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Fighting Political Terrorism by Refusing Recognition


  • Frey, Bruno S.


Terrorists act rationally; one of their dominating goals is to attract public attention to their cause. As a consequence, the authorities should refrain from attributing a particular terrorist incident to any one group. They should stress that many different actors must be considered as the possible perpetrators. Such an information policy sharply reduces terrorists'rewards. The terrorists are therefore likely to cut down on such activities or must undertake riskier acts, which increase their chance of being caught. The approach suggested is complementary to the policies currently in use; it does not make police measures unnecessary. The strategy is, however, active while the traditional approaches are passive responses to terrorist activities. In contrast to other anti-terrrorist measures, it does not violate human liberties, civil rights or the freedom of the press.

Suggested Citation

  • Frey, Bruno S., 1987. "Fighting Political Terrorism by Refusing Recognition," Journal of Public Policy, Cambridge University Press, vol. 7(2), pages 179-188, April.
  • Handle: RePEc:cup:jnlpup:v:7:y:1987:i:02:p:179-188_00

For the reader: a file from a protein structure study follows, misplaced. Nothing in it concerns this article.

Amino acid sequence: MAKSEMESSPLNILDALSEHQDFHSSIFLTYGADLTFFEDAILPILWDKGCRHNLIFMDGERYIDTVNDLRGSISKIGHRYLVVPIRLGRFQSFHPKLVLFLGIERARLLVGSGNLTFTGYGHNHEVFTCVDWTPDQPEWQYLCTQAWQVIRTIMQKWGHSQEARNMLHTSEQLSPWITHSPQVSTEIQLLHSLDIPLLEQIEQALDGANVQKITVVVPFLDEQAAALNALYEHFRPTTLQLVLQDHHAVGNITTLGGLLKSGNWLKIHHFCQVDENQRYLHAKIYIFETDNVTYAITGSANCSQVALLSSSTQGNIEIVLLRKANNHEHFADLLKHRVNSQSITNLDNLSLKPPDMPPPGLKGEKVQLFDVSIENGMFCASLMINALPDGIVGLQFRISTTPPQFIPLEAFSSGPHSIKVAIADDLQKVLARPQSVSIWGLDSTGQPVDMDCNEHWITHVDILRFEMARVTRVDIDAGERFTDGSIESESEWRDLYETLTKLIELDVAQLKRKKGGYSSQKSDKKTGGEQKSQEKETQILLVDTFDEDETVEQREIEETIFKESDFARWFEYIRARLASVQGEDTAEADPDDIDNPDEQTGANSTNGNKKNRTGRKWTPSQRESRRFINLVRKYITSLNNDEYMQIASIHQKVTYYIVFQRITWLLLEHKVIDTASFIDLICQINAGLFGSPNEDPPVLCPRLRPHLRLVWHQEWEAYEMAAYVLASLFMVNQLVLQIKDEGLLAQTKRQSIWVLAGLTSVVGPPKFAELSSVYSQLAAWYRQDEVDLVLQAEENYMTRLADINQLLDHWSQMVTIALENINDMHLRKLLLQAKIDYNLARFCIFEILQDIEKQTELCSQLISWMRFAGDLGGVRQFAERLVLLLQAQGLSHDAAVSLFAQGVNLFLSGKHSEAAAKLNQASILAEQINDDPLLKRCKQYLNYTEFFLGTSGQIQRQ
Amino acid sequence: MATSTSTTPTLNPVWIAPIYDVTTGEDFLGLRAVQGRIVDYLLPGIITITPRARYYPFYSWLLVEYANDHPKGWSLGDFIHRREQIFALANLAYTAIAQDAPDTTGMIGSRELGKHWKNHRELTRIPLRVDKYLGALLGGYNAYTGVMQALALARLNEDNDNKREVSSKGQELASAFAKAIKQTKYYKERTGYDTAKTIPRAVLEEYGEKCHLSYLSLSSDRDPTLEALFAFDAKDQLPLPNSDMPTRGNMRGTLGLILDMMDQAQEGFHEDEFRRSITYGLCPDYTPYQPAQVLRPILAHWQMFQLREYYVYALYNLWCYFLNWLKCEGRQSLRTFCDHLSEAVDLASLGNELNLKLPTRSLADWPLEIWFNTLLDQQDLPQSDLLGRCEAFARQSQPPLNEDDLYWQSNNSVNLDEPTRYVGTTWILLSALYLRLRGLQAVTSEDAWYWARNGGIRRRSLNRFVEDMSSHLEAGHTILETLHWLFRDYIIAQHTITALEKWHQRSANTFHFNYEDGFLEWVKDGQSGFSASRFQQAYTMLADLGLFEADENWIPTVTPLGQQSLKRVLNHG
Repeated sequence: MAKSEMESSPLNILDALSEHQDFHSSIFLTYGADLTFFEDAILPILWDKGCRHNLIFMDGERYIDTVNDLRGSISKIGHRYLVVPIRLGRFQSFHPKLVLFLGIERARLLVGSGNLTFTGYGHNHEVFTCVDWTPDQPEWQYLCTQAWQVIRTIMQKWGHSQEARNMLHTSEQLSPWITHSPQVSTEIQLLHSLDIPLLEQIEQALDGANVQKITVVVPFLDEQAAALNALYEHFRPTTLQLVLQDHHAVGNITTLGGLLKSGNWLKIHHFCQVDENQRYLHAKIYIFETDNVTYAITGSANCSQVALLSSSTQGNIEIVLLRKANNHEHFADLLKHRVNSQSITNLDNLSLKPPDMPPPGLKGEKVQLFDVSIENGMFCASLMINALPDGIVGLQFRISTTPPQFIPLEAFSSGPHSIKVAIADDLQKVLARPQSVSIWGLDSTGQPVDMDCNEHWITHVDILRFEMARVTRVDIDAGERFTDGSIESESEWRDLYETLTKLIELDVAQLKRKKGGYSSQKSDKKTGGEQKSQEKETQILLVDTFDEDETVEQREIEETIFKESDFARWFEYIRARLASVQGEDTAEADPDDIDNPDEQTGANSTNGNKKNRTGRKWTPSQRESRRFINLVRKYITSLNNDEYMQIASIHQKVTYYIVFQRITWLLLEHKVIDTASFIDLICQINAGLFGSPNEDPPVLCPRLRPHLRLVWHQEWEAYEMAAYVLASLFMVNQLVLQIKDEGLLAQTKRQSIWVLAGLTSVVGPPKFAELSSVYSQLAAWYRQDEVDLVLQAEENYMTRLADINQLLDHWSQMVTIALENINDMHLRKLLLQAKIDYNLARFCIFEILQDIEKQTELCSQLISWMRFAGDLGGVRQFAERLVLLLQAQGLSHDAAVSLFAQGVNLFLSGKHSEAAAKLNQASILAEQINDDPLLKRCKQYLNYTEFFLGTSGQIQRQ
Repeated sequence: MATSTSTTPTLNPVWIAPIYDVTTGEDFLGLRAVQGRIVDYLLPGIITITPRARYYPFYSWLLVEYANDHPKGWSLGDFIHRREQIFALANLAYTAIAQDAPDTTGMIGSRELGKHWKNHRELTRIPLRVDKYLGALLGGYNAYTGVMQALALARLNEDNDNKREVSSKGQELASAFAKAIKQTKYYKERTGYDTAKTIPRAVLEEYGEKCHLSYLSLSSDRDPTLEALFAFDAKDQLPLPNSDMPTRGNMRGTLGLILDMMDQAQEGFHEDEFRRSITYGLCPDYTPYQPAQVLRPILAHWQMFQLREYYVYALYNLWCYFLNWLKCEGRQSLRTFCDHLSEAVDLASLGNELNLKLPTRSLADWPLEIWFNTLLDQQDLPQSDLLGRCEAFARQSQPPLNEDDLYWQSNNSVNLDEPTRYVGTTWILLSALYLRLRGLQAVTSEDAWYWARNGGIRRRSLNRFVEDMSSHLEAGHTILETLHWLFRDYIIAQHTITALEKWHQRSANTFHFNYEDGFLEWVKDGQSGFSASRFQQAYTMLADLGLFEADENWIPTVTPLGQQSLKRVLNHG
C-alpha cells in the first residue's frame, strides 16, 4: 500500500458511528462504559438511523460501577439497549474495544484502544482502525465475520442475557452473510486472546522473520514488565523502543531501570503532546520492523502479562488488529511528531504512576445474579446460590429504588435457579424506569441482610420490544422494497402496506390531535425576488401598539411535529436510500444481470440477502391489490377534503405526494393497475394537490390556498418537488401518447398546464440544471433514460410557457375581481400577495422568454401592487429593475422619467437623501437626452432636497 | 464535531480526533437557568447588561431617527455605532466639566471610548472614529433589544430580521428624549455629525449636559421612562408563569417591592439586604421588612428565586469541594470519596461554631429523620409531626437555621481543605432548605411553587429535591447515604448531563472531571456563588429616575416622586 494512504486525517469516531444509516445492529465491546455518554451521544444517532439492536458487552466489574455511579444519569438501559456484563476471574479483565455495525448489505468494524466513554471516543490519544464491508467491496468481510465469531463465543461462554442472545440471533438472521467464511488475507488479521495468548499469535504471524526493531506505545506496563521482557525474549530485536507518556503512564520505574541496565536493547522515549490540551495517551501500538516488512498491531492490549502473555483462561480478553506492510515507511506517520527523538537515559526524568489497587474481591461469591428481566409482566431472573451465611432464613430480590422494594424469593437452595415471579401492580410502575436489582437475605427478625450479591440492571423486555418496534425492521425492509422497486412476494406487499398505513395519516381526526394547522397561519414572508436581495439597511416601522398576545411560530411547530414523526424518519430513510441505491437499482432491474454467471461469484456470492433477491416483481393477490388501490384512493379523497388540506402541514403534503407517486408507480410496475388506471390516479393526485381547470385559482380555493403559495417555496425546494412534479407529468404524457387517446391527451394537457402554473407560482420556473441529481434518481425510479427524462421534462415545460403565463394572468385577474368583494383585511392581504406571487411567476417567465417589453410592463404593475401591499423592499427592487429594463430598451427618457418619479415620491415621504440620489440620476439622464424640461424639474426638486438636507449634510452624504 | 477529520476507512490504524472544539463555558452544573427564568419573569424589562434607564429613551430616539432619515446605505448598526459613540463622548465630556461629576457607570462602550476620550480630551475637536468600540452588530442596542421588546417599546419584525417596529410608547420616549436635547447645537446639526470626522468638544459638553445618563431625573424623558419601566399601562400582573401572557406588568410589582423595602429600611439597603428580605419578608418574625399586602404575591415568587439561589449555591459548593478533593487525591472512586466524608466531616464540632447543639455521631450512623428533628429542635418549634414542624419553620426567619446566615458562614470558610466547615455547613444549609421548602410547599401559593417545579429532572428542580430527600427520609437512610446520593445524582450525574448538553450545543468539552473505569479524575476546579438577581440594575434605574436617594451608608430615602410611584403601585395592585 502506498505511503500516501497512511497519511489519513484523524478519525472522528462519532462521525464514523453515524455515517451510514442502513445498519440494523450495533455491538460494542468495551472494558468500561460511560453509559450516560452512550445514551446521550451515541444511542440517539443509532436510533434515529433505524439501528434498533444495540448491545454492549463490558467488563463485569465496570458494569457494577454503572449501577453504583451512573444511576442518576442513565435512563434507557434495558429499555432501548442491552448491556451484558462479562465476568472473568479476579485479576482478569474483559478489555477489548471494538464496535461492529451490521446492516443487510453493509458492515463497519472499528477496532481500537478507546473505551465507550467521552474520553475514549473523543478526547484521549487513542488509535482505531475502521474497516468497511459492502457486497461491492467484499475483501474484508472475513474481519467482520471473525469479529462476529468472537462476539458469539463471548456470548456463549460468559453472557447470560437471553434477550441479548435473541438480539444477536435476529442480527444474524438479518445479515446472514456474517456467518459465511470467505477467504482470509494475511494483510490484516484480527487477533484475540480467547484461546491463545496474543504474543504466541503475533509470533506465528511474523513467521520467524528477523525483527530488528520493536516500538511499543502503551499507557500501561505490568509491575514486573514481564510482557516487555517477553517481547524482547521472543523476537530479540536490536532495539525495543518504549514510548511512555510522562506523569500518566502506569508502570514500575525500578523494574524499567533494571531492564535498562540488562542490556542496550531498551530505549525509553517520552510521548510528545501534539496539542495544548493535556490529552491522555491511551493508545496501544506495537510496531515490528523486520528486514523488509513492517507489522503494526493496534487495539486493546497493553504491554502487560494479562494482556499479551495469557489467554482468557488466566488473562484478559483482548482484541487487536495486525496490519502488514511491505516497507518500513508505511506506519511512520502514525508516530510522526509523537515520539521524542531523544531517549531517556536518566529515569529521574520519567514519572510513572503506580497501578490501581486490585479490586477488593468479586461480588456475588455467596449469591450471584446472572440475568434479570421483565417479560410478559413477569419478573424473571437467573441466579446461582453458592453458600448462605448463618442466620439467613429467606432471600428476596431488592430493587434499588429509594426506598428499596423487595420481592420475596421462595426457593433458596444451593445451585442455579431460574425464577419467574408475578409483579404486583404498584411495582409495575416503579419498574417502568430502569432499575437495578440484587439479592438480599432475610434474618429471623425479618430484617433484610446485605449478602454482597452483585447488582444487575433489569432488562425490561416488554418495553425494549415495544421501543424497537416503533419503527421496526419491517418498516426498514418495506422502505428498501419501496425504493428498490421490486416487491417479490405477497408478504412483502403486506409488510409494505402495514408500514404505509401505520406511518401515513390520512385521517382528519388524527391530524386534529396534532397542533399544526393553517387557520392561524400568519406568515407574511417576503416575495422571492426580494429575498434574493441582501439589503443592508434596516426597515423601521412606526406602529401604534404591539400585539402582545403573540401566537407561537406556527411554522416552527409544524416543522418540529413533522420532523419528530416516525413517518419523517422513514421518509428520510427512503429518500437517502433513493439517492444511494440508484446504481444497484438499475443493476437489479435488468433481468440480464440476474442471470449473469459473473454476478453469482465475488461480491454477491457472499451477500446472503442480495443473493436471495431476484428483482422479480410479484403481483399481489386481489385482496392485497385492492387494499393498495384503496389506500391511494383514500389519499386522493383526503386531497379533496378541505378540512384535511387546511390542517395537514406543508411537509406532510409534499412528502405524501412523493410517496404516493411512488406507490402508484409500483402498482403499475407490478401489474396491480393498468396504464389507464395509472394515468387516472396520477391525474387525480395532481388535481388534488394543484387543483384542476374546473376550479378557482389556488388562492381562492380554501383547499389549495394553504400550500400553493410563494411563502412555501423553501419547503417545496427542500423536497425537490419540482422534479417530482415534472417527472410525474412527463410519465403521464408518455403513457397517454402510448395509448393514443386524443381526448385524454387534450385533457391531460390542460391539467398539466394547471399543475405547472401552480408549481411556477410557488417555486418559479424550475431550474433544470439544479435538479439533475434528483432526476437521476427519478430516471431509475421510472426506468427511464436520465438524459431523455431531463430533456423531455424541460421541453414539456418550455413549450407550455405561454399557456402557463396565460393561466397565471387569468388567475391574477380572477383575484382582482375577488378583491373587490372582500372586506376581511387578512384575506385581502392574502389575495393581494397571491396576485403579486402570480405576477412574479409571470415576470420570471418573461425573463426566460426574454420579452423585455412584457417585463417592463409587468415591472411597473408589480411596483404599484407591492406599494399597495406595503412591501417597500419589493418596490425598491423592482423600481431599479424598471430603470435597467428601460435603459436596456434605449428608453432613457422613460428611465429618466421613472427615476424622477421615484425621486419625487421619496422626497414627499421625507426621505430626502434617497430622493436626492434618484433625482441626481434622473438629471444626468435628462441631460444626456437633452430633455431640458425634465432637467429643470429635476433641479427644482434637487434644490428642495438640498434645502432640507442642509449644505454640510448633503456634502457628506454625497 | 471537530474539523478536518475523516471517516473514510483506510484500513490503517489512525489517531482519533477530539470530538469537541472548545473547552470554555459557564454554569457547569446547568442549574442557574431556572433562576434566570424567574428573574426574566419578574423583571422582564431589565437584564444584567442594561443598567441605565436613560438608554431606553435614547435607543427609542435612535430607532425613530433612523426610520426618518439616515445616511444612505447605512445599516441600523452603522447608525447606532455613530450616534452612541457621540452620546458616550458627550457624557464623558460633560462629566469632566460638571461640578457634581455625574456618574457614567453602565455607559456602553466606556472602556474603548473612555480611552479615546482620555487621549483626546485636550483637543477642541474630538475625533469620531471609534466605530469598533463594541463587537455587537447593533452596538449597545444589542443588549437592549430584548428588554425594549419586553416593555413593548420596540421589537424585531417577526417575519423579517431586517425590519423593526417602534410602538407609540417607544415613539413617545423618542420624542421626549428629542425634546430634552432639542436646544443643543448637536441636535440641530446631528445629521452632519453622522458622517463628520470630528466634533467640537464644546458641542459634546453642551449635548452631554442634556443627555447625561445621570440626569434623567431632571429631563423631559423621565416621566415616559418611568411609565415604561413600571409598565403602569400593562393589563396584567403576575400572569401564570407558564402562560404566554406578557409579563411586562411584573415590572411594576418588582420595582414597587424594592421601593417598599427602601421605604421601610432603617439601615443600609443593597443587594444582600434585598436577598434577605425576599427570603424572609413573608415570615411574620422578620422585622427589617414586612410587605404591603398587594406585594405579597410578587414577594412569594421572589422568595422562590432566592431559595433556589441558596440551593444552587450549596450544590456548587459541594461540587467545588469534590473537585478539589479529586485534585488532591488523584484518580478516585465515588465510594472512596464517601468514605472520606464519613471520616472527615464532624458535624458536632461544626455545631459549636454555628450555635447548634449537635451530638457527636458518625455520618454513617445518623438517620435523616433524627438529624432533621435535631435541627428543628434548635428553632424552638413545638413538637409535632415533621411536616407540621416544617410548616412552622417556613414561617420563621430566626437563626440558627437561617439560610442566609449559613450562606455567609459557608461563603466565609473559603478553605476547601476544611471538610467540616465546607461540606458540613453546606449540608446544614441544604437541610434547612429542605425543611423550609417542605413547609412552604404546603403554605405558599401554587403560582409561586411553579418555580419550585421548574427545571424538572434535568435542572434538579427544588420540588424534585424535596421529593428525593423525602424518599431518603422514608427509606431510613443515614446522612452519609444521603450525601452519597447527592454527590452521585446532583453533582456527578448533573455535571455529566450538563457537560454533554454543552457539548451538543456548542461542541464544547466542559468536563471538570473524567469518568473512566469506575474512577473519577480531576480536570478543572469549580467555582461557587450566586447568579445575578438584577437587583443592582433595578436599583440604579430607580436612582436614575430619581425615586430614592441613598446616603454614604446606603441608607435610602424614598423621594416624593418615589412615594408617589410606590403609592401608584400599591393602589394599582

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    Cited by:

    1. Friedrich Schneider & Tilman Brück & Daniel Meierrieks, 2015. "The Economics Of Counterterrorism: A Survey," Journal of Economic Surveys, Wiley Blackwell, vol. 29(1), pages 131-157, February.
    2. Azam Jean-Paul & Ferrero Mario, 2016. "Killing for the Sake of Infamy: The Herostratos Syndrome and what to Do about it," Peace Economics, Peace Science, and Public Policy, De Gruyter, vol. 22(4), pages 357-364, December.
    3. Daniel Milton, 2020. "Fatal attraction: explaining variation in the attractiveness of Islamic State propaganda," Conflict Management and Peace Science, Peace Science Society (International), vol. 37(4), pages 430-450, July.

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